In the OTEPIC center (a large room that Philip was provided by a neighbour for free), there is a large mural showing the vision of a sustainable Kitale. “Now that Leila is here, we must paint a Water Retention Landscape on it as well,” says Philip to a young man, the artist. A shelf with five and a half books that everyone can borrow seems to be their sanctuary – in the midst a copy of Dieter Duhm’s “The Sacred Matrix” and the “Tamera” book. A photo wall shows pictures from OTEPIC actions and two large photos of Sabine Lichenfels (co-founder of Tamera) and Barbara Kovats (focalizer of the Solarvillage in Tamera, who invited Philip to Portugal). Tamera is present here. The room soon fills with children and young men. They are the kind of gang, you’d run away if you would meet them somewhere at night. But they are all members of Philips organization, they form the music, dance and theater group of the center. You can give them a topic like AIDS or reforestation and they turn around and develop a piece of it and perform it. (I hope we will see it later.) Ulrike and I still have two avocados and a little bag of chips in our pockets; it is clear that it is about sharing. We cut the avocados into small pieces, and soon more than half a dozen children and youths are chewing together with us, and wonder of wonders, we are all well-fed. The miraculous multiplication of the loaves, Jesus in the slum.


Philip has accommodated us in a resort. We live in beautiful simple apartments, but compared to the slums it is an untold wealth – silence, nature … something like a fairy tale world.
Today I have seen many things, which I was quite afraid of before my journey – streets with thousands of black people, terrible poverty, people living in the dirt, and our friend Philip, who grew up here, in the middle of it, day after day after day. But I also saw the Sacred Matrix, touching, intact human structures – small children, helping even smaller ones – the careful and prudent manner how the food is shared. What a difference one determined man can make! This is how Philip was raised, too. He was like one of those children in front of us – and has acquired the knowledge and energy to help building a model. One can hardly imagine the pressure – from family, neighbours and friends who did not understand that he did not spend the money he brought back from the U.S. and Europe for himself and would not drive a nice car, but instead bought land and remained one of them. I did not know before how much he is part of the slums and the poverty – and at the same time he is part of a possible solution.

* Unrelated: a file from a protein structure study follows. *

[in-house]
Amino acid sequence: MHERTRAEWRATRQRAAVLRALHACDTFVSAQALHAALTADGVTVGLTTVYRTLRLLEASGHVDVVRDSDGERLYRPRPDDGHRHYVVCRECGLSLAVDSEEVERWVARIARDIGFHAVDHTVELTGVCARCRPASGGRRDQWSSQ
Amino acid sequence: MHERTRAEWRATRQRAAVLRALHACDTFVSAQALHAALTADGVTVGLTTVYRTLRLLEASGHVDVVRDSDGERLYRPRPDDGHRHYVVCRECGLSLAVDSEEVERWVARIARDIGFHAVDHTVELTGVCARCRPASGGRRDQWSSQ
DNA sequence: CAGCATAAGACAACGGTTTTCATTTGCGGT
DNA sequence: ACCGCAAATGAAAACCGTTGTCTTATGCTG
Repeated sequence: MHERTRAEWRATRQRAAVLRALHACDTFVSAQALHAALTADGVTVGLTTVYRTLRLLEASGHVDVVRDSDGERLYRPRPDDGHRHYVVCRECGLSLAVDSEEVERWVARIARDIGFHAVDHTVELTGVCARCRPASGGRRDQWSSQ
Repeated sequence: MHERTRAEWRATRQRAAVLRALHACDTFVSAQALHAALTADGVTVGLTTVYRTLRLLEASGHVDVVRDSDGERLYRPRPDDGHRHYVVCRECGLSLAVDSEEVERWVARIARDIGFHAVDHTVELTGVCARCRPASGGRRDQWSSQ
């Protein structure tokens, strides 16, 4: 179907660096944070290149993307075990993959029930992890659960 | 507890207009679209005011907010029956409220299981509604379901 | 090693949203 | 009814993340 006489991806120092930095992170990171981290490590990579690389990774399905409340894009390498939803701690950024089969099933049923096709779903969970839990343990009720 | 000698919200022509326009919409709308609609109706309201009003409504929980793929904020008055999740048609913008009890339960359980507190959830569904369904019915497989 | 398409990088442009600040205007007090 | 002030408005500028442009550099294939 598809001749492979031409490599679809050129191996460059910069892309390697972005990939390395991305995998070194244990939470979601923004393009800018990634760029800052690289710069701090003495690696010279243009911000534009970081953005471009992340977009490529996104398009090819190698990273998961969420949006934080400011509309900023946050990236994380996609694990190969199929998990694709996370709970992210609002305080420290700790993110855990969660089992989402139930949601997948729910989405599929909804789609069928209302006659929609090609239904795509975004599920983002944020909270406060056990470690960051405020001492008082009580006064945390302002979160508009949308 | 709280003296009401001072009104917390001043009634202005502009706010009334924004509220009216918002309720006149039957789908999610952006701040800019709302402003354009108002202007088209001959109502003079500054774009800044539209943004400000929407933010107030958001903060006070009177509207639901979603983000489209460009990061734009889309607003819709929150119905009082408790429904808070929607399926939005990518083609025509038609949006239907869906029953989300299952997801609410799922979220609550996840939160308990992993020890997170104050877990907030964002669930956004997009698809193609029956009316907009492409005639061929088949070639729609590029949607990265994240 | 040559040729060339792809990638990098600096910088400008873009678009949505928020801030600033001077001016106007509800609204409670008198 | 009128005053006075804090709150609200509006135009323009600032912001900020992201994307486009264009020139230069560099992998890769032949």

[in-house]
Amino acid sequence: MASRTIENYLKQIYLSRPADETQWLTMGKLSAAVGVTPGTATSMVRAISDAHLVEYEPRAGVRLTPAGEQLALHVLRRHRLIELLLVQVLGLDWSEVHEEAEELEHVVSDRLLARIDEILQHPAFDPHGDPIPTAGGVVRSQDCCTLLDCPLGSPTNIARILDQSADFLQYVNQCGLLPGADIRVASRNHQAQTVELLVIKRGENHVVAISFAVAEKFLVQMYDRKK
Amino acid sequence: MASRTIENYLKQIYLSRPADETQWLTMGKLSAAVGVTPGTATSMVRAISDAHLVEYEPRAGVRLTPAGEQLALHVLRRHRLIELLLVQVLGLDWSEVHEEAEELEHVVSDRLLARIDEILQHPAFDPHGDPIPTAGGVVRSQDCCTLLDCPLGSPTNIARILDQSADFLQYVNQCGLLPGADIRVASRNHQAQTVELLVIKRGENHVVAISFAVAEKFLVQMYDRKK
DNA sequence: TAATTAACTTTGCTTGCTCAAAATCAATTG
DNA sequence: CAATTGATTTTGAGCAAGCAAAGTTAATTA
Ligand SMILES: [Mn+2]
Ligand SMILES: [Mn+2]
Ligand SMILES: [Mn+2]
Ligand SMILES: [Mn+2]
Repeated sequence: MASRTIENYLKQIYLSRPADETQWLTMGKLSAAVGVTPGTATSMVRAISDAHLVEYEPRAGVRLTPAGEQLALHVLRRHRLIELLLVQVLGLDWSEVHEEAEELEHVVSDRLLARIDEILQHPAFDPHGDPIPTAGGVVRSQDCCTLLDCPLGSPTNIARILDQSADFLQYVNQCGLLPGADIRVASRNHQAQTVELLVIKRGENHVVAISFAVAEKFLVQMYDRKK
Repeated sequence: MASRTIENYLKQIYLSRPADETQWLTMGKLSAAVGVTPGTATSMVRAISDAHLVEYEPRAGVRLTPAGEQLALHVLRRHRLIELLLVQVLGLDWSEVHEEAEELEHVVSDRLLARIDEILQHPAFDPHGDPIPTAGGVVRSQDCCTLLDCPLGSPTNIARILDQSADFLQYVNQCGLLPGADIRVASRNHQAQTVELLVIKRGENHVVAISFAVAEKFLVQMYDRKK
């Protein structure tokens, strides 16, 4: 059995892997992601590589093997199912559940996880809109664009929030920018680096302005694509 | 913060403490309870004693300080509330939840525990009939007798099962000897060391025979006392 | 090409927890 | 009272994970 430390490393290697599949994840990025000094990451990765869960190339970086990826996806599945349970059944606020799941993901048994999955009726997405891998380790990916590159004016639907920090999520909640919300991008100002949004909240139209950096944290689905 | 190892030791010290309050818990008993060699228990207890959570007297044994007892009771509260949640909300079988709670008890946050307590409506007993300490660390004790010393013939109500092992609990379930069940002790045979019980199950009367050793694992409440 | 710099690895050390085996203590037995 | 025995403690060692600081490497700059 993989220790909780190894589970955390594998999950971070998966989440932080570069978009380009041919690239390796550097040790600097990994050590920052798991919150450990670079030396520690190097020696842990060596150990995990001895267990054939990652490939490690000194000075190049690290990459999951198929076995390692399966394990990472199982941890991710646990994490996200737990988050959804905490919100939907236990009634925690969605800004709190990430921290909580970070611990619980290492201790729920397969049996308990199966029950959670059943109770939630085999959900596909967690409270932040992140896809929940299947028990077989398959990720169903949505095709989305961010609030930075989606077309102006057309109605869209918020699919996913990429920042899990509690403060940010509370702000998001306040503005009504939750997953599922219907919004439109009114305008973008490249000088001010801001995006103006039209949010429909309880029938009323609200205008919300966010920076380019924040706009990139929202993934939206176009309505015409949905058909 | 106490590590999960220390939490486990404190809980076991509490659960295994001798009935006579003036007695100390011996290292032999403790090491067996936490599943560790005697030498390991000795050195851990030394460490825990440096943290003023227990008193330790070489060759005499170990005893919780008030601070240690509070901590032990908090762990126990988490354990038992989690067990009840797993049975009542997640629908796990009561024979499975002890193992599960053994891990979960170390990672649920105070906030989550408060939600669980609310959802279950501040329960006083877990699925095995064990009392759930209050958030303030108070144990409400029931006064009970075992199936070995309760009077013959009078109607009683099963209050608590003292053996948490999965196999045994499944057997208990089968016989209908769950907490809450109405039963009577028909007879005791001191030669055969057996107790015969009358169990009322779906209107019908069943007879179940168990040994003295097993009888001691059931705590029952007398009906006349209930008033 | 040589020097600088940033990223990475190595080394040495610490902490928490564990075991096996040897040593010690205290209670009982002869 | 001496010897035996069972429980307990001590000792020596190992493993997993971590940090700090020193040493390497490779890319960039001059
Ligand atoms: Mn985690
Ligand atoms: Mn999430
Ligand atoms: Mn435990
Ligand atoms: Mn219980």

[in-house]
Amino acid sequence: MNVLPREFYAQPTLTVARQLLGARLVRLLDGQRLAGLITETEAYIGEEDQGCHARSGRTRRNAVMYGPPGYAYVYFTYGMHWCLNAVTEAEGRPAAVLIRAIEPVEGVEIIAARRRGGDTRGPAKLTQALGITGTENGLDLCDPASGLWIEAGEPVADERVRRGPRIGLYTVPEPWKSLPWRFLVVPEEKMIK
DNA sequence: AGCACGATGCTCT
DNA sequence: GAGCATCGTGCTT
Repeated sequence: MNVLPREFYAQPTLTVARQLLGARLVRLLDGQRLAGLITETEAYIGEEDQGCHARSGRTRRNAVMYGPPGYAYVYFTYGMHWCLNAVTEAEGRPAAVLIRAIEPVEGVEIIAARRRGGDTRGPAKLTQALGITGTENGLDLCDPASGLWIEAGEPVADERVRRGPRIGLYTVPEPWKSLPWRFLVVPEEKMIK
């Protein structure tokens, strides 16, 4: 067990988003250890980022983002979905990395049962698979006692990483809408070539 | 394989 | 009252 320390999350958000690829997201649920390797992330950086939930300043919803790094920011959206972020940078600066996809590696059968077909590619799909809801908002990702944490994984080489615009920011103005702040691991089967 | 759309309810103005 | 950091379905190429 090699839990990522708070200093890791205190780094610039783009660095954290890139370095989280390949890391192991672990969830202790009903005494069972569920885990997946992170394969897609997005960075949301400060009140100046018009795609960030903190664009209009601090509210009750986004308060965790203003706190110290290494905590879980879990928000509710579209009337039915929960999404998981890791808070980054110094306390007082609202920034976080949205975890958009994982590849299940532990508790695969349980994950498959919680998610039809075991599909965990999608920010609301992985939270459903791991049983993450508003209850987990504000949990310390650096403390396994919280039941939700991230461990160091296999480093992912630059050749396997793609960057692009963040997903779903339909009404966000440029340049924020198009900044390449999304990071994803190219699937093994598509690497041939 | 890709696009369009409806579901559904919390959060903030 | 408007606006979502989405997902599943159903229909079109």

By the way, Philip bought a second, slightly larger property with the money he received a year ago from Lush (this international company producing and selling natural cosmetics which are not tested on animals.) The land is already fully covered with plants and they have already built a traditional African mud house with thatched roof. Philip dreams to host the Global Campus one day in this garden. He calls it “Amani” garden, which means peace garden.
Philip told us to return from his visit in Tamera was this time not as bitter as it had been before. This is because he had taken the advice by Monika Alleweldt from Tamera into account and immediately invited all his friends and told them his most important experiences. In this way it was easier for him to integrate the two worlds.
Tomorrow we will go to a place that could be bought for building a Water Retention Landscape. I will soon write to some people a few extra details, in order to find out in which way to assist best. Before, we want to take a few hours off together with Philip and talk about his plans in detail.

In the meantime all the best and see you soon
Leila Dregger


2 thoughts on “The Difference One Determined Man Can Make

  1. Why aren’t there more gardens like this one, everywhere in Africa? How can every family have a garden of its own? Why is help form Europe needed to accomplish this?

    • Hello Michael, we agree: there should be many more gardens like this everywhere in Africa and all over our planet! How can that be achieved? The answer to this question leads us into almost all areas of life and eventually turns the world upside down. We recognize the global war on food. That’s the point where Europeans and Africans and all who want to take a stand for life have to cooperate.